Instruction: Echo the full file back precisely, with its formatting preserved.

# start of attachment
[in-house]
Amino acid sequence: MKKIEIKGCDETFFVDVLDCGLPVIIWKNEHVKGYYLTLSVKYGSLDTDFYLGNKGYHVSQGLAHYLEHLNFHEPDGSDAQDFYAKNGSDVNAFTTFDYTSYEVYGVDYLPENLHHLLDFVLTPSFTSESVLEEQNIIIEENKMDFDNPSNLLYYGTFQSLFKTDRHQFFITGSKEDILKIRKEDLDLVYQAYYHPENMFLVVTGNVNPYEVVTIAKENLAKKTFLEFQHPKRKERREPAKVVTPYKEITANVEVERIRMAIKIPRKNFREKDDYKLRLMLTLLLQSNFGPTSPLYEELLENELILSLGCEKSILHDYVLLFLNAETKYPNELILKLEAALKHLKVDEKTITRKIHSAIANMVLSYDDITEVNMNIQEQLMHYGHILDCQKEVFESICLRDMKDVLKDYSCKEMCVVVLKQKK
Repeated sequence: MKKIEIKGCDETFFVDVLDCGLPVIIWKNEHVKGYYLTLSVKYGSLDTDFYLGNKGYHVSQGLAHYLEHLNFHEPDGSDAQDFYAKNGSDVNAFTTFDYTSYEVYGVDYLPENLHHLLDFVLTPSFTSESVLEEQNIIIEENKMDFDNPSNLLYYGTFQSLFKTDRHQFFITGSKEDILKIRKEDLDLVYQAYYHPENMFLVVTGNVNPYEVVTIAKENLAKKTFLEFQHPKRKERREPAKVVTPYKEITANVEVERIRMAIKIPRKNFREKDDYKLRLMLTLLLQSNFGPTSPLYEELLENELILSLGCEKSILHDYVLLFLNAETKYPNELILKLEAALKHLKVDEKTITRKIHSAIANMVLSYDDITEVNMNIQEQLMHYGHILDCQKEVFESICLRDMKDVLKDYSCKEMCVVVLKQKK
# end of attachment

[in-house]
Amino acid sequence: MKKIEIKGCDETFFVDVLDCGLPVIIWKNEHVKGYYLTLSVKYGSLDTDFYLGNKGYHVSQGLAHYLEHLNFHEPDGSDAQDFYAKNGSDVNAFTTFDYTSYEVYGVDYLPENLHHLLDFVLTPSFTSESVLEEQNIIIEENKMDFDNPSNLLYYGTFQSLFKTDRHQFFITGSKEDILKIRKEDLDLVYQAYYHPENMFLVVTGNVNPYEVVTIAKENLAKKTFLEFQHPKRKERREPAKVVTPYKEITANVEVERIRMAIKIPRKNFREKDDYKLRLMLTLLLQSNFGPTSPLYEELLENELILSLGCEKSILHDYVLLFLNAETKYPNELILKLEAALKHLKVDEKTITRKIHSAIANMVLSYDDITEVNMNIQEQLMHYGHILDCQKEVFESICLRDMKDVLKDYSCKEMCVVVLKQKK
Repeated sequence: MKKIEIKGCDETFFVDVLDCGLPVIIWKNEHVKGYYLTLSVKYGSLDTDFYLGNKGYHVSQGLAHYLEHLNFHEPDGSDAQDFYAKNGSDVNAFTTFDYTSYEVYGVDYLPENLHHLLDFVLTPSFTSESVLEEQNIIIEENKMDFDNPSNLLYYGTFQSLFKTDRHQFFITGSKEDILKIRKEDLDLVYQAYYHPENMFLVVTGNVNPYEVVTIAKENLAKKTFLEFQHPKRKERREPAKVVTPYKEITANVEVERIRMAIKIPRKNFREKDDYKLRLMLTLLLQSNFGPTSPLYEELLENELILSLGCEKSILHDYVLLFLNAETKYPNELILKLEAALKHLKVDEKTITRKIHSAIANMVLSYDDITEVNMNIQEQLMHYGHILDCQKEVFESICLRDMKDVLKDYSCKEMCVVVLKQKK